There are currently three categories of oyster culture in Alabama: commercial (including under piers), oyster gardening, and personal consumption. Commercial oyster culture entails production of oysters with the intent to sell, trade, or barter. For more information, visit www.alaquaculture.com. Oyster gardening is the non-consumptive culture of oysters for habitat enhancement or ecological benefit. Oysters grown for personal consumption are strictly for the benefit of the individual grower.
Each category carries specific production and regulatory requirements related to oyster culture and harvest. It is important for you to know what these are prior to beginning any oyster production.
Oyster reefs are becoming widely recognized for their ecological value as well as their economic value. Healthy reefs filter large amounts of water (adults average an estimated 2 gallons/hour), contribute to a reduction in excess nutrients, and provide food and shelter for an estimated 360 species of marine organisms. Highly valued game fish are also often associated with oyster reefs. Additionally, reefs serve as wave breaks, reducing shoreline erosion by dissipating energy rather than reflecting it.
Commercial Wild Catch
During the period between 2010 and 2019, annual commercial, wild oyster landings in Alabama ranged from 26,275 to 295,989 pounds of meat, averaging 107,622 pounds. Similarly, the value of landings (amount paid to fishermen) has varied from $1.5 million to $340,000 with an average of $813,000. During this time, Alabama’s oyster aquaculture industry has developed, and contributed additional oysters (reported by the whole piece) and dollars.
Commercial Farm Raised (Aquaculture)
Currently, Alabama’s shellfish aquaculture industry produces oysters (Crassostrea virginica) through off- bottom farming using an adjustable long-line system and floating cages. An anonymous survey was developed and administered to operators in Alabama to obtain the information in this report. All values are compiled so individual responses are not revealed. In addition, total values are based solely on responses provided and thus are likely underestimated.
The survey was modeled after the shellfish aquaculture survey program conducted by the Virginia Institute of Marine Science and Virginia Sea Grant as well as the Rutgers University New Jersey Agricultural Experiment Station and New Jersey Sea Grant.
Highlights for 2019
- There were 21 commercial oyster aquaculture operations in Alabama per Alabama Department of Public Health.
- Farm gate value for Alabama oyster commercial operations was at least $1,452,000.
- Total number of single market oysters sold in 2019 was at least 2,425,000.
- Oyster market prices realized for respondents ranged from $0.50 to $0.70 with a weighted average price of $0.59, and the mode was $0.50.
- Operators reported 34 full-time employees and 30 part-time employees.
- At least 74 acres were permitted for oyster aquaculture with at least 40 acres used in production.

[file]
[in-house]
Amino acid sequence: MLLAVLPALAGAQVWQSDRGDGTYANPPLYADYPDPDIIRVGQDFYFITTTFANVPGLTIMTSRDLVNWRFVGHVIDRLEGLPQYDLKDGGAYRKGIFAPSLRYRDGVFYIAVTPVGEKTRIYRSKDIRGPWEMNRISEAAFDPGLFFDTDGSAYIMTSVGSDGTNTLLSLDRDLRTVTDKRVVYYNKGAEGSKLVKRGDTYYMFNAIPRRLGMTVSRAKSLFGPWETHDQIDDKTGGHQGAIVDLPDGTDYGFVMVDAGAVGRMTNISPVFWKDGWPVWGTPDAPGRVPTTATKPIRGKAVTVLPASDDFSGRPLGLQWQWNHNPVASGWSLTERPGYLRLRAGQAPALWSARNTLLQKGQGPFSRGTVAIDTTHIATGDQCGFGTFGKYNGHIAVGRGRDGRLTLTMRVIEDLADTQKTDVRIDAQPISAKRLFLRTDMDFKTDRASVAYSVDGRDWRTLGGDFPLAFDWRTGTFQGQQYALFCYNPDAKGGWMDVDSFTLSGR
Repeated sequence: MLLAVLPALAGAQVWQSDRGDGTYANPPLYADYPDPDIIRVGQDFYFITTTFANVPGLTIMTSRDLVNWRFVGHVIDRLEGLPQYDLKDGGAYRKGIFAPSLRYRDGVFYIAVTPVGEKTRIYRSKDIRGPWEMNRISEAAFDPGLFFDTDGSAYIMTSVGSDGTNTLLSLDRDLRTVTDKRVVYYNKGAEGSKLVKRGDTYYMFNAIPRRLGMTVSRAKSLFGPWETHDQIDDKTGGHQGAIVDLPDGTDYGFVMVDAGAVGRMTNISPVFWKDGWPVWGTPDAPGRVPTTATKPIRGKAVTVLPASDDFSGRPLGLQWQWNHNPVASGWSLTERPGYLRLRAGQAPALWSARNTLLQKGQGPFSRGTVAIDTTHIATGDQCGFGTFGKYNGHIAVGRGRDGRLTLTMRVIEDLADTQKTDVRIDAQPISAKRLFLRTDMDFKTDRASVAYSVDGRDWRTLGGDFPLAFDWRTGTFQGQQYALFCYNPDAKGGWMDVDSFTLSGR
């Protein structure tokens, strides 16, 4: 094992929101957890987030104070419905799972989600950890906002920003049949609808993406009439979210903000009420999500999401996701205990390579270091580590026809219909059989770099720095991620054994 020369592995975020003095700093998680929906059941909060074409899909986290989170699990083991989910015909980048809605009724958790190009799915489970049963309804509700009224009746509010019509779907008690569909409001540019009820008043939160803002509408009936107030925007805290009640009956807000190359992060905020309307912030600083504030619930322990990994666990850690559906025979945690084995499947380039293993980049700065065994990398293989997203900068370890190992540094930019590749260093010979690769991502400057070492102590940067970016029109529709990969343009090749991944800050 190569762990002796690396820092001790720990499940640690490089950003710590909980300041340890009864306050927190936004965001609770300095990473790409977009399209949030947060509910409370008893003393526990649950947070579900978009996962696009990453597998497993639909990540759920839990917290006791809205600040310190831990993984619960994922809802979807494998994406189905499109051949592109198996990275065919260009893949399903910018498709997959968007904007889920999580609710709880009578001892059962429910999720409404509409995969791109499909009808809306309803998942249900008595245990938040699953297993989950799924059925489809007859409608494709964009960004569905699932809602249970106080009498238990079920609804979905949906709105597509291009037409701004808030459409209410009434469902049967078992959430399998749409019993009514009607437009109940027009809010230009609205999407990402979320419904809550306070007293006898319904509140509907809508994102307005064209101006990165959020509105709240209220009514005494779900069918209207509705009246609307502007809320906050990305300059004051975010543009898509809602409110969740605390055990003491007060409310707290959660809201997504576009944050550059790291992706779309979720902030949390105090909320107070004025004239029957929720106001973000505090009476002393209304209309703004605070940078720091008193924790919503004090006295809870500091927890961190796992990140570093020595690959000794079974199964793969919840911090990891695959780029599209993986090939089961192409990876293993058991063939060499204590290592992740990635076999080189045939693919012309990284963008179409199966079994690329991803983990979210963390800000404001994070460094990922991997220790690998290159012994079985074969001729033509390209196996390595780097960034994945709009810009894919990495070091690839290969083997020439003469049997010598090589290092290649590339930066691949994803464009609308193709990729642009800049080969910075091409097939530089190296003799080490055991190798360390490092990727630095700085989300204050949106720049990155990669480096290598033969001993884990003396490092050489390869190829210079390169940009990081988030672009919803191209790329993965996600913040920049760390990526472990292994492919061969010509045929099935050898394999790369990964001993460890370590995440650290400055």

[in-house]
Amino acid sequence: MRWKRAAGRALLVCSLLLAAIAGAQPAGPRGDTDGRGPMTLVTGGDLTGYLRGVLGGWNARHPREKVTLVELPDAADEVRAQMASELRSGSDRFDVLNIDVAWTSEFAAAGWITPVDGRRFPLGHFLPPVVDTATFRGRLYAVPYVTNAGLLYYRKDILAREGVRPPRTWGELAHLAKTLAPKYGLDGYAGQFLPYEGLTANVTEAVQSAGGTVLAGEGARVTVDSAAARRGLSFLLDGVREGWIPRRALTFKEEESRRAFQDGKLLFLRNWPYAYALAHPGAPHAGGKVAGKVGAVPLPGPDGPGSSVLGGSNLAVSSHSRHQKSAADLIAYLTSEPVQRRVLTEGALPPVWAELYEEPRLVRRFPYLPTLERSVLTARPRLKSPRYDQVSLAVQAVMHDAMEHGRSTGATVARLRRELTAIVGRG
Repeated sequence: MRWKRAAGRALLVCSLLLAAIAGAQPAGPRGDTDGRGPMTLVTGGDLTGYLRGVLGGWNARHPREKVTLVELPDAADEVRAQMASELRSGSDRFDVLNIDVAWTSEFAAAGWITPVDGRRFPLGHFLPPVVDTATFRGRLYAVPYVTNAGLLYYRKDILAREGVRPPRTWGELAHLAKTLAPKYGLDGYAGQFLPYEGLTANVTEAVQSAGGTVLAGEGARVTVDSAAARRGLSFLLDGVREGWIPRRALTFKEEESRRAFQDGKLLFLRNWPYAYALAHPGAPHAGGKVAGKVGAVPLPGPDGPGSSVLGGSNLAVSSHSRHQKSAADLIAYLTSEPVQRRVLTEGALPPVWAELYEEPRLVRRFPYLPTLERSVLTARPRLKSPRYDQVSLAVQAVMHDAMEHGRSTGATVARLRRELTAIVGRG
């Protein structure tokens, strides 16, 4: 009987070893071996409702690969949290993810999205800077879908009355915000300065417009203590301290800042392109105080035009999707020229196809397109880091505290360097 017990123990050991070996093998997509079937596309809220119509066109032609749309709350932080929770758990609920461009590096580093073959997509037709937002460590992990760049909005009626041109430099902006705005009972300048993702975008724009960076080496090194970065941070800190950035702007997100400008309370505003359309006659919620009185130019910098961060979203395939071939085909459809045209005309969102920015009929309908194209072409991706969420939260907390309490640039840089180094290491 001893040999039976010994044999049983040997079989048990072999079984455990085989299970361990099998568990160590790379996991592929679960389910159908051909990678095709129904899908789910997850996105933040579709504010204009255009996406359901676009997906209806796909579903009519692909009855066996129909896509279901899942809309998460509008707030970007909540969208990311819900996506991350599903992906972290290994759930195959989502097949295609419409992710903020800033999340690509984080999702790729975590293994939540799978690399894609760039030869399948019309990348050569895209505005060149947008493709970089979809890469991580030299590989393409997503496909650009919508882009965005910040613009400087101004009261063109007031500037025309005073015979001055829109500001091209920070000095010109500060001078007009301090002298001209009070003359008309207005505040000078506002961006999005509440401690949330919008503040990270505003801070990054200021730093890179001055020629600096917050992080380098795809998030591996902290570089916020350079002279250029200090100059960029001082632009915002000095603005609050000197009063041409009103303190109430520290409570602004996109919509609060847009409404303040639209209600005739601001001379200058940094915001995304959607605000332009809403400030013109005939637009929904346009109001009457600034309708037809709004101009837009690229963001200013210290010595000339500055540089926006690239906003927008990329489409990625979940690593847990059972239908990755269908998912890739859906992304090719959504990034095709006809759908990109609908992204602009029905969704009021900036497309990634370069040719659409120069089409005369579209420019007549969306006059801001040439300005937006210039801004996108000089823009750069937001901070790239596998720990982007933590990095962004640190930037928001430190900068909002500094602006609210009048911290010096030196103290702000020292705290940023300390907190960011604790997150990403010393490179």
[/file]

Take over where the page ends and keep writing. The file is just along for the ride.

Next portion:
For more information, see the Alabama Aquaculture Oyster website.
Personal Consumption (On-Pier)
Oysters, which are commonly eaten raw and whole, are very efficient at filtering water for food particles. This feeding practice results in the intake of other particles, including bacteria. Eating oysters with high concentrations of bacteria may pose a health risk to consumers.
In commercial operations, this risk is managed by allowing the harvest of oysters only from waters that the Alabama Department of Public Health (ADPH) has classified as “conditionally approved” through a nationally recognized sampling process. While this is not required for personal consumption, it is strongly recommended that people follow this guideline and grow oysters for personal consumption only in waters that are conditionally approved and open for harvest (e.g., not closed by ADPH due to high rainfall).
Consumers also should be aware of the risks associated with eating raw oysters, even when harvested from open, conditionally approved waters. There are naturally occurring bacteria called vibrios that may cause adverse health consequences, particularly for immune-compromised individuals. This risk is managed by ensuring that harvested oysters are chilled and kept cold within specific time frames to prevent the vibrios from multiplying and increasing the risk. It is strongly recommended that anyone harvesting oysters for personal consumption be aware of the risk and follow the requirements used for commercial harvest.
Before you begin to raise oysters for personal consumption, you should contact the ADPH to confirm the status of the growing waters where you are located. Additionally, become familiar with the time and temperature requirements for commercial harvest of oysters for live, raw consumption.
Oysters are a valuable natural resource in Alabama. The industry provides jobs and a large economic benefit to the state. Like all marine resources, oysters depend on good water quality for continued use by man. Good water quality can be maintained by preserving wetlands, by careful planning of dredging activities, and by controlling pollution both in Mobile Bay and in the tributaries that feed the bay.